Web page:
Don't believe everything you know. -- Bumper sticker
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                  • #10
                    Backlash of 0.007" and 0.005" is good.
                    Taking the backlash out was one of the first things we were taught many years ago, and it's such a habit now on any machine tool that it's almost an instinctive/automatic action.

                    Peter

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                    • #11
                      Re: Backlash

                      David...The only time backlash is an issue is when you are changing directions of travel with the table. It is simple enough to lock down the table, turn the slack out of the handle, and reset the dial. Being a guy who learned on old, well worn machines, this was what was taught. I always used a travel indicator when doing this so that I could be sure that I always had the same result. Now, the mill I have has travadials installed on X and Y so it is not as much of a worry. (yes, I calibrate the travadials as they tell you in their literature)
                      Jim (KB4IVH)

                      Only fools abuse their tools.

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                      • #12
                        I've been able with care to get b/l in my leadscrews down to about .003. But then it loosens up fairly quickly. I'd have to say .007 is totally acceptable, and .005 is pretty good.
                        I seldom do anything within the scope of logical reason and calculated cost/benefit, etc- I'm following my passion-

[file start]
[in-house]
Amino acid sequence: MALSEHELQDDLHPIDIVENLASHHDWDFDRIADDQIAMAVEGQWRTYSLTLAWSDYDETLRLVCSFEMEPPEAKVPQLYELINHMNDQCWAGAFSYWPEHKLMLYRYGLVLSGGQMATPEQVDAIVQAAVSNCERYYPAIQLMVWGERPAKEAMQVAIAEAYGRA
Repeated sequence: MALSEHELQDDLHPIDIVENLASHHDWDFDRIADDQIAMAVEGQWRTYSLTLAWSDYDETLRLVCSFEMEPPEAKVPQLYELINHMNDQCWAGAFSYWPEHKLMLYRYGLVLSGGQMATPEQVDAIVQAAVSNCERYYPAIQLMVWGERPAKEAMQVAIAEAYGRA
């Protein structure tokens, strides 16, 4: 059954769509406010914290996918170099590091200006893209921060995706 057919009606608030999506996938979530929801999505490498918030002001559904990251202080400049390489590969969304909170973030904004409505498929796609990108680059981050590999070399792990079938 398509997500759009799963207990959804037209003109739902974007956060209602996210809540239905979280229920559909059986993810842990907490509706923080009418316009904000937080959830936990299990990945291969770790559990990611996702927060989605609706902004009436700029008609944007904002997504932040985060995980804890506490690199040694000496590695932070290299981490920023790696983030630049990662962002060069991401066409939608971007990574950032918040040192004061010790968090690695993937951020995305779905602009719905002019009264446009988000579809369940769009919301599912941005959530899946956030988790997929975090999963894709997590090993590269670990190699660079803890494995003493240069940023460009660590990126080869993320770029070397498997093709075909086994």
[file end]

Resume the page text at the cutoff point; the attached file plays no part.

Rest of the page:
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                        • #13
                          Backlash

                          A quick check of backlash in the machines around here:
                          knee mill y = 0.025"
                          knee mill x = 0.060"
                          horizontal mill table = 0.035"
                          horizontal mill saddle = 0.095" (that's 95% of a full turn! )
                          lathe cross = 0.015"
                          lathe compound = 0.005"

                          Knee mill is a 1984 Sharp/Alliant
                          Horizontal is a 1953 B&S #2
                          Lathe is a 1983 Clochester 13" 8000

                          Everything except the knee mill Z (knee & quill), and the lathe compound have DRO's.

                          I'd say that 0.005 to 0.007 are quite good. As has been stated, when approaching your measurement, always approach from the same direction. This takes backlash out of the equation. IE, always come to your setting turning the handle clockwise (for example). If you overshoot, wind the handle the other way far enough to take up any possible backlash, then approach your setting again.
                          Last edited by fasto; 12-07-2009, 07:12 PM.

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                          • #14
                            fasto: Woah how on earth can it have a full turn backlash.. doesnt that mean theres uh, no acme thread left? Id hope that thing is geared!
                            Play Brutal Nature, Black Moons free to play highly realistic voxel sandbox game.

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                            • #15
                              Originally posted by Black_Moons
                              fasto: Woah how on earth can it have a full turn backlash.. doesnt that mean theres uh, no acme thread left? Id hope that thing is geared!
                              It's not geared...
                              The screw is worn, the nut is worn, the thrust bearing is worn, the nut attachment to the saddle is a little loose, these things all add up. I plan to rework all these parts over the winter.